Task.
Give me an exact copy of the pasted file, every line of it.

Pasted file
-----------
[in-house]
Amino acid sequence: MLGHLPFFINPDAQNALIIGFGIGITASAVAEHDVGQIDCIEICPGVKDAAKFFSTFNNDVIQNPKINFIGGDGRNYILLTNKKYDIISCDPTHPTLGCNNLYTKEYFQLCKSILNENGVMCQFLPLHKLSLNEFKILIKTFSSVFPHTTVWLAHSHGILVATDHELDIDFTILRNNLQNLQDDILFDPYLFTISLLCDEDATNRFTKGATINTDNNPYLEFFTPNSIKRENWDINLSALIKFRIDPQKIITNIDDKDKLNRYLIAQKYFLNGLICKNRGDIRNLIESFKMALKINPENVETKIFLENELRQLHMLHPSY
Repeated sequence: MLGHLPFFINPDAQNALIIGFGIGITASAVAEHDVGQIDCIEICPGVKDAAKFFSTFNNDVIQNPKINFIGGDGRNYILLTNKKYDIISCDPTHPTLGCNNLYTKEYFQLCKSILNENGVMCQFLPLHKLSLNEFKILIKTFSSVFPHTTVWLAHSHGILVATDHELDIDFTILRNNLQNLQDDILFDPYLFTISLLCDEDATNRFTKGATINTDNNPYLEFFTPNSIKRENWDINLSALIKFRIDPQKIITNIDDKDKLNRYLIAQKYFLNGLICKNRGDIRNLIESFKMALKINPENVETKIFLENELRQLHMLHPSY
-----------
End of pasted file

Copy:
[in-house]
Amino acid sequence: MLGHLPFFINPDAQNALIIGFGIGITASAVAEHDVGQIDCIEICPGVKDAAKFFSTFNNDVIQNPKINFIGGDGRNYILLTNKKYDIISCDPTHPTLGCNNLYTKEYFQLCKSILNENGVMCQFLPLHKLSLNEFKILIKTFSSVFPHTTVWLAHSHGILVATDHELDIDFTILRNNLQNLQDDILFDPYLFTISLLCDEDATNRFTKGATINTDNNPYLEFFTPNSIKRENWDINLSALIKFRIDPQKIITNIDDKDKLNRYLIAQKYFLNGLICKNRGDIRNLIESFKMALKINPENVETKIFLENELRQLHMLHPSY
Repeated sequence: MLGHLPFFINPDAQNALIIGFGIGITASAVAEHDVGQIDCIEICPGVKDAAKFFSTFNNDVIQNPKINFIGGDGRNYILLTNKKYDIISCDPTHPTLGCNNLYTKEYFQLCKSILNENGVMCQFLPLHKLSLNEFKILIKTFSSVFPHTTVWLAHSHGILVATDHELDIDFTILRNNLQNLQDDILFDPYLFTISLLCDEDATNRFTKGATINTDNNPYLEFFTPNSIKRENWDINLSALIKFRIDPQKIITNIDDKDKLNRYLIAQKYFLNGLICKNRGDIRNLIESFKMALKINPENVETKIFLENELRQLHMLHPSY